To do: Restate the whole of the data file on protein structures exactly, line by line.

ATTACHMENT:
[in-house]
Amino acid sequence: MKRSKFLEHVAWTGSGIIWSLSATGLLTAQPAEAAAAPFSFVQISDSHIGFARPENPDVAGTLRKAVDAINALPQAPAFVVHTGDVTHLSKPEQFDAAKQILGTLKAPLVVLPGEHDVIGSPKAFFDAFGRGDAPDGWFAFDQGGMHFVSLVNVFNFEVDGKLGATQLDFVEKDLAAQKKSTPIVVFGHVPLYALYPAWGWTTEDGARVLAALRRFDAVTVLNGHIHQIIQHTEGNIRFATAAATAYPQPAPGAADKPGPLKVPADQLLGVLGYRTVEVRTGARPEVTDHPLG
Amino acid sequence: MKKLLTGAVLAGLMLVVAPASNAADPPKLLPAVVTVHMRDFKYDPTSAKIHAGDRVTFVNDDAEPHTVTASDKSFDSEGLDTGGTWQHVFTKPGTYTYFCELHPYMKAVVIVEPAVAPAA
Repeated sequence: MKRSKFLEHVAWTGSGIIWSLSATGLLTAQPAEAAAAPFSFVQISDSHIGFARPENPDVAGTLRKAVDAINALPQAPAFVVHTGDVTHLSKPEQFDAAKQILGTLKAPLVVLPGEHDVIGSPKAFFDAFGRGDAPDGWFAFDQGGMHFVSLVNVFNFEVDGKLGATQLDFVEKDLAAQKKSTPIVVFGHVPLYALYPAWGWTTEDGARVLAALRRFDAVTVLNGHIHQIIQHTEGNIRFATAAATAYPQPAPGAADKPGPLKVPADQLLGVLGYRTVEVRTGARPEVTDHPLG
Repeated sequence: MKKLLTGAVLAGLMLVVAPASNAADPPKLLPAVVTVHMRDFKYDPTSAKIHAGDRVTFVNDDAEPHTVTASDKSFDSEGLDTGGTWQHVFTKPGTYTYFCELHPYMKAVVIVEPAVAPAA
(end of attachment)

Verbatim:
[in-house]
Amino acid sequence: MKRSKFLEHVAWTGSGIIWSLSATGLLTAQPAEAAAAPFSFVQISDSHIGFARPENPDVAGTLRKAVDAINALPQAPAFVVHTGDVTHLSKPEQFDAAKQILGTLKAPLVVLPGEHDVIGSPKAFFDAFGRGDAPDGWFAFDQGGMHFVSLVNVFNFEVDGKLGATQLDFVEKDLAAQKKSTPIVVFGHVPLYALYPAWGWTTEDGARVLAALRRFDAVTVLNGHIHQIIQHTEGNIRFATAAATAYPQPAPGAADKPGPLKVPADQLLGVLGYRTVEVRTGARPEVTDHPLG
Amino acid sequence: MKKLLTGAVLAGLMLVVAPASNAADPPKLLPAVVTVHMRDFKYDPTSAKIHAGDRVTFVNDDAEPHTVTASDKSFDSEGLDTGGTWQHVFTKPGTYTYFCELHPYMKAVVIVEPAVAPAA
Repeated sequence: MKRSKFLEHVAWTGSGIIWSLSATGLLTAQPAEAAAAPFSFVQISDSHIGFARPENPDVAGTLRKAVDAINALPQAPAFVVHTGDVTHLSKPEQFDAAKQILGTLKAPLVVLPGEHDVIGSPKAFFDAFGRGDAPDGWFAFDQGGMHFVSLVNVFNFEVDGKLGATQLDFVEKDLAAQKKSTPIVVFGHVPLYALYPAWGWTTEDGARVLAALRRFDAVTVLNGHIHQIIQHTEGNIRFATAAATAYPQPAPGAADKPGPLKVPADQLLGVLGYRTVEVRTGARPEVTDHPLG
Repeated sequence: MKKLLTGAVLAGLMLVVAPASNAADPPKLLPAVVTVHMRDFKYDPTSAKIHAGDRVTFVNDDAEPHTVTASDKSFDSEGLDTGGTWQHVFTKPGTYTYFCELHPYMKAVVIVEPAVAPAA